FIG. 21 is a schematic representation of two laptop computers interconnected to simultaneously run a plurality of applications, with both applications running on a single computer,

FIG. 22 is a view similar to FIG. 21 but showing the FIG. 21 apparatus with one application operating on each computer, and

FIG. 23 is a view similar to FIGS. 21 and 22 but showing the FIG. 21 apparatus with both applications operating simultaneously on both computers.

The specification includes Annexures A and D which provide actual program fragments which implement various aspects of the described embodiments. Annexure A relates to fields and Annexure D to synchronization.

DETAILED DESCRIPTION

In connection with FIG. 5, in accordance with a preferred embodiment of the present invention a single application program 50 can be operated simultaneously on a number of machines M1, M2 . . . Mn communicating via network 53. As it will become apparent hereafter, each of the machines M1, M2 . . . Mn operates with the same application program 50 on each machine M1, M2 . . . Mn and thus all of the machines M1, M2 . . . Mn have the same application code and data 50. Similarly, each of the machines M1, M2 . . . Mn operates with the same (or substantially the same) modifier 51 on each machine M1, M2 . . . Mn and thus all of the machines M1, M2 . . . Mn have the same (or substantially the same) modifier 51 with the modifier of machine M2 being designated 51/2. In addition, during the loading of, or preceding the execution of, the application 50 on each machine M1, M2 . . . Mn, each application 50 has been modified by the corresponding modifier 51 according to the same rules (or substantially the same rules since minor optimising changes are permitted within each modifier 51/1 . . . 51/n).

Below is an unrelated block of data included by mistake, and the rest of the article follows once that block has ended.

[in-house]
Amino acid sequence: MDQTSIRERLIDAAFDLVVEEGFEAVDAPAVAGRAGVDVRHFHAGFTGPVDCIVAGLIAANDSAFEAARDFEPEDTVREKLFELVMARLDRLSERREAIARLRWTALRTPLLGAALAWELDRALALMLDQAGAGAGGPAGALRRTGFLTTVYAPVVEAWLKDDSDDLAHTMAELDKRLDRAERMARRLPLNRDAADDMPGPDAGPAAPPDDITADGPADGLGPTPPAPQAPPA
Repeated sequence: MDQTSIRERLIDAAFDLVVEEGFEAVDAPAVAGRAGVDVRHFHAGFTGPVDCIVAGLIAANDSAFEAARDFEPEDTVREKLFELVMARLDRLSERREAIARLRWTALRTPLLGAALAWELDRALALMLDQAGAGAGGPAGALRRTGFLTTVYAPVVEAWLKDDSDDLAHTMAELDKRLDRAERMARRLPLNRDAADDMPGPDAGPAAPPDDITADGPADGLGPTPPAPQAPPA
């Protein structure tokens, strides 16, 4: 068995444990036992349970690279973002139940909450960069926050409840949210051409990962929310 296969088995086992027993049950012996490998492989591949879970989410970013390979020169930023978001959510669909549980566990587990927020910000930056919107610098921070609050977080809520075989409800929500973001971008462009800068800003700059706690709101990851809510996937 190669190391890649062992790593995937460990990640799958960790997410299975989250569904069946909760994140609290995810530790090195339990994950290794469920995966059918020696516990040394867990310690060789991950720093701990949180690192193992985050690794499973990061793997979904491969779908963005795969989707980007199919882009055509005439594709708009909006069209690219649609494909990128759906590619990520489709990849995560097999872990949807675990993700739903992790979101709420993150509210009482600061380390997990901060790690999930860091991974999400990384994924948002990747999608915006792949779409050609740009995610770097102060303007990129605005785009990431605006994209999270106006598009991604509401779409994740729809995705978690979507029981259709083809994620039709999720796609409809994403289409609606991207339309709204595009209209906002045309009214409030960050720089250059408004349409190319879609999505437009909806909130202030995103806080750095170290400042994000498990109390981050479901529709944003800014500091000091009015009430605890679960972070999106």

As a consequence of the above described arrangement, if each of the machines M1, M2 . . . Mn has, say, a shared memory capability of 10 MB, then the total shared memory available to each application 50 is not, as one might expect, 10 n MB but rather only 10 MB. However, how this results in improved operation will become apparent hereafter. Naturally, each machine M1, M2 . . . Mn has an unshared memory capability. The unshared memory capability of the machines M1, M2 . . . Mn are normally approximately equal but need not be.